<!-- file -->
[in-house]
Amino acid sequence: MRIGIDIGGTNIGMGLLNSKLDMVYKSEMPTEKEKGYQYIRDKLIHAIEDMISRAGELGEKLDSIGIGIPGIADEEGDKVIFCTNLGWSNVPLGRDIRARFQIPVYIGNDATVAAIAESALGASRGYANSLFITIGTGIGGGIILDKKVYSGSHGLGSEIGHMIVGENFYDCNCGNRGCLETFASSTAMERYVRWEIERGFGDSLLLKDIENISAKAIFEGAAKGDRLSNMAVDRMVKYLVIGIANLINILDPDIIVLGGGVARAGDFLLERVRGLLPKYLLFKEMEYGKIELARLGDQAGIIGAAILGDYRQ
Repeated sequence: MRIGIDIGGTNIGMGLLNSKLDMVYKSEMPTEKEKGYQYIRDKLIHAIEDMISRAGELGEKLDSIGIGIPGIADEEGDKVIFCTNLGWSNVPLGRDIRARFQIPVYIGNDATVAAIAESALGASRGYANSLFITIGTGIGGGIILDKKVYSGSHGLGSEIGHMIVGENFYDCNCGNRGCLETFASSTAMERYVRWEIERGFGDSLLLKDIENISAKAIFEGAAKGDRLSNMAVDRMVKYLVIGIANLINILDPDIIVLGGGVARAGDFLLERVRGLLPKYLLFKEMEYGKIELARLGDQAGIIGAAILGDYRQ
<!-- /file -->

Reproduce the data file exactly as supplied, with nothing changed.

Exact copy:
[in-house]
Amino acid sequence: MRIGIDIGGTNIGMGLLNSKLDMVYKSEMPTEKEKGYQYIRDKLIHAIEDMISRAGELGEKLDSIGIGIPGIADEEGDKVIFCTNLGWSNVPLGRDIRARFQIPVYIGNDATVAAIAESALGASRGYANSLFITIGTGIGGGIILDKKVYSGSHGLGSEIGHMIVGENFYDCNCGNRGCLETFASSTAMERYVRWEIERGFGDSLLLKDIENISAKAIFEGAAKGDRLSNMAVDRMVKYLVIGIANLINILDPDIIVLGGGVARAGDFLLERVRGLLPKYLLFKEMEYGKIELARLGDQAGIIGAAILGDYRQ
Repeated sequence: MRIGIDIGGTNIGMGLLNSKLDMVYKSEMPTEKEKGYQYIRDKLIHAIEDMISRAGELGEKLDSIGIGIPGIADEEGDKVIFCTNLGWSNVPLGRDIRARFQIPVYIGNDATVAAIAESALGASRGYANSLFITIGTGIGGGIILDKKVYSGSHGLGSEIGHMIVGENFYDCNCGNRGCLETFASSTAMERYVRWEIERGFGDSLLLKDIENISAKAIFEGAAKGDRLSNMAVDRMVKYLVIGIANLINILDPDIIVLGGGVARAGDFLLERVRGLLPKYLLFKEMEYGKIELARLGDQAGIIGAAILGDYRQ